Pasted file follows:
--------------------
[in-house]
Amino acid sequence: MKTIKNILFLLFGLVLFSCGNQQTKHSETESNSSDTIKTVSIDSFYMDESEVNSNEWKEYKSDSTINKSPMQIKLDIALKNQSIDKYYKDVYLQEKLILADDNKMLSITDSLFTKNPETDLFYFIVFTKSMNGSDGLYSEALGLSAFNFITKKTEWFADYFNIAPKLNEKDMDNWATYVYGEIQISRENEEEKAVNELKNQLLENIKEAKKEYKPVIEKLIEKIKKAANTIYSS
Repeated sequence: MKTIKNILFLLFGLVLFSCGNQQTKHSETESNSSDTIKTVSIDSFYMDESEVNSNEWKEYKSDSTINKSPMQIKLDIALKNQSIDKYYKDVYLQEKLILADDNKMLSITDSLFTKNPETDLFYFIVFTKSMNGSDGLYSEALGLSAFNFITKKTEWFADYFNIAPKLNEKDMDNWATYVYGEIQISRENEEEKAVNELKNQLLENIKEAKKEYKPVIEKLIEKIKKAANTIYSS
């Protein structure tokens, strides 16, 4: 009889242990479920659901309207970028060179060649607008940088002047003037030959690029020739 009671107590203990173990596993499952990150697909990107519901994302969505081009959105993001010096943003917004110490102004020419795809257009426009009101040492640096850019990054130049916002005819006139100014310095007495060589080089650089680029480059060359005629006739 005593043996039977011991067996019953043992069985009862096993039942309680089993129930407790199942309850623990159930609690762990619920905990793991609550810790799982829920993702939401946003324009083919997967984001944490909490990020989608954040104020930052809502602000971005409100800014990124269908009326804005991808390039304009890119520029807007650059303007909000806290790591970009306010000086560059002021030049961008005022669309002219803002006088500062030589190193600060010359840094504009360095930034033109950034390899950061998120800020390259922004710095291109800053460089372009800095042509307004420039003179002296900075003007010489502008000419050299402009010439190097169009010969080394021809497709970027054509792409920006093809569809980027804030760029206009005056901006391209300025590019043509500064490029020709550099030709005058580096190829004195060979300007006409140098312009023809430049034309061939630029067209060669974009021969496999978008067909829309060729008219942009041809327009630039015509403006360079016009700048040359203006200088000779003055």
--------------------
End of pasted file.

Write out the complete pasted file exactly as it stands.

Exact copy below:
[in-house]
Amino acid sequence: MKTIKNILFLLFGLVLFSCGNQQTKHSETESNSSDTIKTVSIDSFYMDESEVNSNEWKEYKSDSTINKSPMQIKLDIALKNQSIDKYYKDVYLQEKLILADDNKMLSITDSLFTKNPETDLFYFIVFTKSMNGSDGLYSEALGLSAFNFITKKTEWFADYFNIAPKLNEKDMDNWATYVYGEIQISRENEEEKAVNELKNQLLENIKEAKKEYKPVIEKLIEKIKKAANTIYSS
Repeated sequence: MKTIKNILFLLFGLVLFSCGNQQTKHSETESNSSDTIKTVSIDSFYMDESEVNSNEWKEYKSDSTINKSPMQIKLDIALKNQSIDKYYKDVYLQEKLILADDNKMLSITDSLFTKNPETDLFYFIVFTKSMNGSDGLYSEALGLSAFNFITKKTEWFADYFNIAPKLNEKDMDNWATYVYGEIQISRENEEEKAVNELKNQLLENIKEAKKEYKPVIEKLIEKIKKAANTIYSS
């Protein structure tokens, strides 16, 4: 009889242990479920659901309207970028060179060649607008940088002047003037030959690029020739 009671107590203990173990596993499952990150697909990107519901994302969505081009959105993001010096943003917004110490102004020419795809257009426009009101040492640096850019990054130049916002005819006139100014310095007495060589080089650089680029480059060359005629006739 005593043996039977011991067996019953043992069985009862096993039942309680089993129930407790199942309850623990159930609690762990619920905990793991609550810790799982829920993702939401946003324009083919997967984001944490909490990020989608954040104020930052809502602000971005409100800014990124269908009326804005991808390039304009890119520029807007650059303007909000806290790591970009306010000086560059002021030049961008005022669309002219803002006088500062030589190193600060010359840094504009360095930034033109950034390899950061998120800020390259922004710095291109800053460089372009800095042509307004420039003179002296900075003007010489502008000419050299402009010439190097169009010969080394021809497709970027054509792409920006093809569809980027804030760029206009005056901006391209300025590019043509500064490029020709550099030709005058580096190829004195060979300007006409140098312009023809430049034309061939630029067209060669974009021969496999978008067909829309060729008219942009041809327009630039015509403006360079016009700048040359203006200088000779003055």